- •Twenty-nine percent of Hispanics with MS were classified as sufficiently active
- •Hispanics with MS spent an average of 531 minutes per day sitting
- •Hispanics with MS report a median of 3 days per week of walking for 10-minute periods
- •Rates of work, home, & leisure physical activity were similar across racial groups
Multiple sclerosis (MS) is the most common cause of non-traumatic neurological disability among adults with an estimated incidence of 2.9 cases per 100,000 Hispanic adults. Hispanics with MS experience disproportionate rates of mobility disability compared to non-Hispanic Whites with MS. The current study aimed to examine the rates and patterns of physical activity (PA) behavior among Hispanics with MS and compare physical activity behavior to non-Hispanic Whites with MS in the North American Research Committee on Multiple Sclerosis Registry (NARCOMS).
NARCOMS registry participants who completed the physical activity questions in the Spring 2015 semi-annual survey were included in the analyses. Self-identified Hispanic and non-Hispanic Whites were compared. Rates and patterns of physical activity were based on the International Physical Activity Questionnaire. We performed a 2:1 propensity score matching for comparing non-Hispanic White and Hispanic participants.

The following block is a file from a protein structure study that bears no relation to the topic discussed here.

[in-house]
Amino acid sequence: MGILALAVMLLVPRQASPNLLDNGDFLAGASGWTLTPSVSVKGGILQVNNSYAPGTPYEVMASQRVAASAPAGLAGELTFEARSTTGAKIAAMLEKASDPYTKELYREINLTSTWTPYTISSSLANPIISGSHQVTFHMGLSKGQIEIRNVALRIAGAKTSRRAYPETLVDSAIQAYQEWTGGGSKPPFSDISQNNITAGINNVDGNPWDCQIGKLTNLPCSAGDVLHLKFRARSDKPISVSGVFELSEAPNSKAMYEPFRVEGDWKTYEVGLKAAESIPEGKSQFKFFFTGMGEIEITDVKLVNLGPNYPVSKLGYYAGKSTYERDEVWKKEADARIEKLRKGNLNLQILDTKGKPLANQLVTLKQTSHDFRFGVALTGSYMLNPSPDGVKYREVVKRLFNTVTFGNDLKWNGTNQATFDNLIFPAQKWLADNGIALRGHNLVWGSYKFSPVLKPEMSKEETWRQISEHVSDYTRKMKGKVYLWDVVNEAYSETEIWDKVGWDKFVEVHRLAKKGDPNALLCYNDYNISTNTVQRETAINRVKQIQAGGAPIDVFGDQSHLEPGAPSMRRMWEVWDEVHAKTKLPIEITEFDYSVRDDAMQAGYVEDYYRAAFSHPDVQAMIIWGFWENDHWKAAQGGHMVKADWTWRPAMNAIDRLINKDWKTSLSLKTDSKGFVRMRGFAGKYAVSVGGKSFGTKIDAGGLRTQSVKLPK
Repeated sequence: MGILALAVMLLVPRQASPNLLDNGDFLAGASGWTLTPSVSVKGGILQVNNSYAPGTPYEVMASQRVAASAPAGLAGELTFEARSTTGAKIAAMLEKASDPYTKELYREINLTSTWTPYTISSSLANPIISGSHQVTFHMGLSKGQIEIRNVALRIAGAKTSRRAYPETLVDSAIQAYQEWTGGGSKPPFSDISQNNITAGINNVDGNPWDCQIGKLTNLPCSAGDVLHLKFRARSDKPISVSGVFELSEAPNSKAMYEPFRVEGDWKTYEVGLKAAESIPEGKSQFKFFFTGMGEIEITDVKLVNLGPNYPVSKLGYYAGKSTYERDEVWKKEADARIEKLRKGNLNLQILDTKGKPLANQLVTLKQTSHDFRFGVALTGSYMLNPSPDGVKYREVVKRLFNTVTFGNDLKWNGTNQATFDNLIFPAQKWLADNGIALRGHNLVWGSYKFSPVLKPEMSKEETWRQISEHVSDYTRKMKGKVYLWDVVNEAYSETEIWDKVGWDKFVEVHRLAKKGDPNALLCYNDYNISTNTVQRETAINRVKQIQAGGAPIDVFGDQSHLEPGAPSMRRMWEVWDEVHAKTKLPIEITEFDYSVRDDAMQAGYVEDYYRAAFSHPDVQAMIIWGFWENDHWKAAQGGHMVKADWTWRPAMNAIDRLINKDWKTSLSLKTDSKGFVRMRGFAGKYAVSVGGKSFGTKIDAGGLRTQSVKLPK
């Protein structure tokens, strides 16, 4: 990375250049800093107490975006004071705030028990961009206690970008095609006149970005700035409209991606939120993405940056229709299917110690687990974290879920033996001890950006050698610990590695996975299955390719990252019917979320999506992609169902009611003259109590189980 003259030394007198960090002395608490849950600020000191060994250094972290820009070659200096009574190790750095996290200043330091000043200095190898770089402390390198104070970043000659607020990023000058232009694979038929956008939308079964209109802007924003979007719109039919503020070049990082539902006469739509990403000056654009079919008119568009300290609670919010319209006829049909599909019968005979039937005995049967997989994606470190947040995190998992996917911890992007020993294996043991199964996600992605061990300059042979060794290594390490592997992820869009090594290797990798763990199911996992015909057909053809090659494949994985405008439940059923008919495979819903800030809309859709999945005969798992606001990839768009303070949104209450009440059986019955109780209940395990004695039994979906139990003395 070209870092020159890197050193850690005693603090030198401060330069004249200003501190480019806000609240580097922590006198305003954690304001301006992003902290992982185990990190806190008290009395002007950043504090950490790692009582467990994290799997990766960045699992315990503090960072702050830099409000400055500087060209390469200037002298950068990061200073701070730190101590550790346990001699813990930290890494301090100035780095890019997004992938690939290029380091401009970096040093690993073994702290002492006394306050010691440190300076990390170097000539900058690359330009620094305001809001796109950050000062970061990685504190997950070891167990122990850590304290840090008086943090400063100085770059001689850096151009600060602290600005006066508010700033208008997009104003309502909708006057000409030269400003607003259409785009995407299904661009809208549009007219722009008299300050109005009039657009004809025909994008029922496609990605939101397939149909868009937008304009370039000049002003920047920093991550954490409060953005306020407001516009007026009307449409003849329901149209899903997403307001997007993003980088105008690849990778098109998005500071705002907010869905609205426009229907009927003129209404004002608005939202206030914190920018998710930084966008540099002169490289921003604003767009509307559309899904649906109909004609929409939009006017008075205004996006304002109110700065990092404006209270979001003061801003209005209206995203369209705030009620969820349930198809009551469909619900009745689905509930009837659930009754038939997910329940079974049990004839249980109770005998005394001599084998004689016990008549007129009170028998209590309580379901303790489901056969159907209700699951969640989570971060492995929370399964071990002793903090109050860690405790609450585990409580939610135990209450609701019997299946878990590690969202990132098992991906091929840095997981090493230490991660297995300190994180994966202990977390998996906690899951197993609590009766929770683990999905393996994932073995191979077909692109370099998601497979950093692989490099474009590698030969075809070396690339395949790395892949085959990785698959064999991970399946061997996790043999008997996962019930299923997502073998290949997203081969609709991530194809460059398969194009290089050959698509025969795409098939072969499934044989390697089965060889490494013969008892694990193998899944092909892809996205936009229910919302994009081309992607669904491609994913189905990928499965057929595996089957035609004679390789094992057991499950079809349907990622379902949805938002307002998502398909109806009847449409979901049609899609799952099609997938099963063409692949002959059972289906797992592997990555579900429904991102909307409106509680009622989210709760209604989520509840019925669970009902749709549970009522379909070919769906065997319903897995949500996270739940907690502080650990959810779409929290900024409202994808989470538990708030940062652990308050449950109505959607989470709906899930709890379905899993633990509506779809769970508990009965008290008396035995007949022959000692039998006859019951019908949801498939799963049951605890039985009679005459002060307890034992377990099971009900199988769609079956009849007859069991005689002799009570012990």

Of the 6,352 NARCOMS participants in Spring 2015, we included 136 Hispanic and 6,216 non-Hispanic White participants. Among the Hispanic sample, median number of days engaged in vigorous PA was 0 and moderate PA was 1 day. Mean number of minutes sitting per day was 531±266 (approximately 9 hours). Further, a minority of Hispanic participants classified themselves as moderate or heavy active for work (11%), home (24%), and leisure (33%) physical activity. There were no significant differences between participants who identified as Hispanic (n=119) and propensity-matched non-Hispanics White participants (n=238) in demographics, clinical characteristics, or physical activity variables.
Rates of physical activity were low among Hispanics with MS. This highlights an opportunity for examining the impact of physical activity interventions for improving mobility disability.
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Published online: July 02, 2022
Accepted: July 1, 2022
Received in revised form: June 24, 2022
Received: March 17, 2022
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